Phrasal Verbs Dominoes

The aim of this dominoes game is to revise various phrasal verbs and use them in context. Aimed at FCE/CAE and Upper-Intermediate/Advanced levels. It might be used a warm-up activity, a filler, or as a pre-test revision activity. It works great as a contest between groups too.

The Task

Students work in pairs or small groups and try to match phrasal verbs with their meanings using the dominoes cards. This might require pretty close monitoring to make sure appropriate cards get matched.

Once your students have completed the task it is time to use the verbs in context. In pairs / groups, students write 5 sentences using green definitions. Then they exchange their sentences with other groups so that everybody has a new set. Now they should rewrite the sentences using phrasal verbs. Example: When Tom was 5 he discovered he was adopted. –> When Tom was 5 he found out he was adopted. Students may slightly change the wording to get their meaning across. Example: John thought Mary was not as clever as him. –> John looked down on Mary.

For more phrasal verbs practice see this Connect 4 game.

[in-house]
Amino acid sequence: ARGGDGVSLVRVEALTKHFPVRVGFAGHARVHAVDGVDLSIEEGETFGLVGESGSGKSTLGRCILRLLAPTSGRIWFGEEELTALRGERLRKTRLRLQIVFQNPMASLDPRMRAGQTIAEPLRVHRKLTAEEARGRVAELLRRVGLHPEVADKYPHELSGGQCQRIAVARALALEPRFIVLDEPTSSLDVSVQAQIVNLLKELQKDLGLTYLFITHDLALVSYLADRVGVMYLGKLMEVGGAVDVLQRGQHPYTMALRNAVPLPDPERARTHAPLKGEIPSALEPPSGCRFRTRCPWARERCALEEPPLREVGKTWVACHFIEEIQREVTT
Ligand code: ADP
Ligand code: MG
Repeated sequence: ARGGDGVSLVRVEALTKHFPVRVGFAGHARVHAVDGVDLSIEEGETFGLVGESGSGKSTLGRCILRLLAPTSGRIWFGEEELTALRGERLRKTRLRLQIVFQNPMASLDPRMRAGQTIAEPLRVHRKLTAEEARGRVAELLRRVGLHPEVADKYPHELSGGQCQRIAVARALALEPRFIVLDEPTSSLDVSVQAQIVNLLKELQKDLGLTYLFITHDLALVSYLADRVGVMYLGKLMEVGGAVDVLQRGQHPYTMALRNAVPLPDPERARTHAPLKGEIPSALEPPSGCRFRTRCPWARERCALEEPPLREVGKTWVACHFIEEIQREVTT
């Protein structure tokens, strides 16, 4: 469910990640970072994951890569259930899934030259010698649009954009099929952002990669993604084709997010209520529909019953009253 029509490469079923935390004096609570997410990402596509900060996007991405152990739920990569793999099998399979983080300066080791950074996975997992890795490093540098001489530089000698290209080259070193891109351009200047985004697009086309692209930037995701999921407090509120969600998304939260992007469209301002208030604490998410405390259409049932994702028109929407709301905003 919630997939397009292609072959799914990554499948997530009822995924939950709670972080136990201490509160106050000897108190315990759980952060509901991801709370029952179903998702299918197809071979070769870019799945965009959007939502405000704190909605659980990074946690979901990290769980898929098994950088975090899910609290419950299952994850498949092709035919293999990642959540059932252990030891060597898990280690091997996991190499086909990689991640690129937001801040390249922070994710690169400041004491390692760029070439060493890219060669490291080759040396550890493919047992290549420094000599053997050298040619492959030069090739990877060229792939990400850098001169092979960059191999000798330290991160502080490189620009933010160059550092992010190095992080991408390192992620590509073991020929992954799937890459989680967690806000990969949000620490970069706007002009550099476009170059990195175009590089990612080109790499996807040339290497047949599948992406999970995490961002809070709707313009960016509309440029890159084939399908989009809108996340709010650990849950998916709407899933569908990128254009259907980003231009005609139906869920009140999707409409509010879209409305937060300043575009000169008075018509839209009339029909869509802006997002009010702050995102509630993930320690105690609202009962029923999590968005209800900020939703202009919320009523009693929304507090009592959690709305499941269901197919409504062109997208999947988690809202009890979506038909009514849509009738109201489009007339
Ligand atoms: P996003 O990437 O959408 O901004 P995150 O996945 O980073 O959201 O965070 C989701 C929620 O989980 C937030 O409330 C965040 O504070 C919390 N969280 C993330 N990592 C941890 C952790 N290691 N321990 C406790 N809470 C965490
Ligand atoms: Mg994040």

Personal Experience

Teaching phrasal verbs has always been pretty tough, but making my students use them on their own, in speech or writing, has been even more challenging, mostly because they have always treated this topic as something impossible to learn. I have been resorting to a number of games to tame these despised phrasal verbs and dominoes is a classic.

Another possible follow-up activity involves writing a phrasal verb story with groups competing to come up with a coherent text where no other verbs but phrasal verbs from the given set are used ( the longest I have seen was 8 sentences long, not bad!) Another idea is to have students mime some of the phrasal verbs at the very end of class for the others to guess (or for you to mime and for them to guess if the group are very shy. I have tried it both ways and I recommend it, nothing like trying to mime “run out of” in order to finish the class on a positive note!)


Phrasal verbs dominoes

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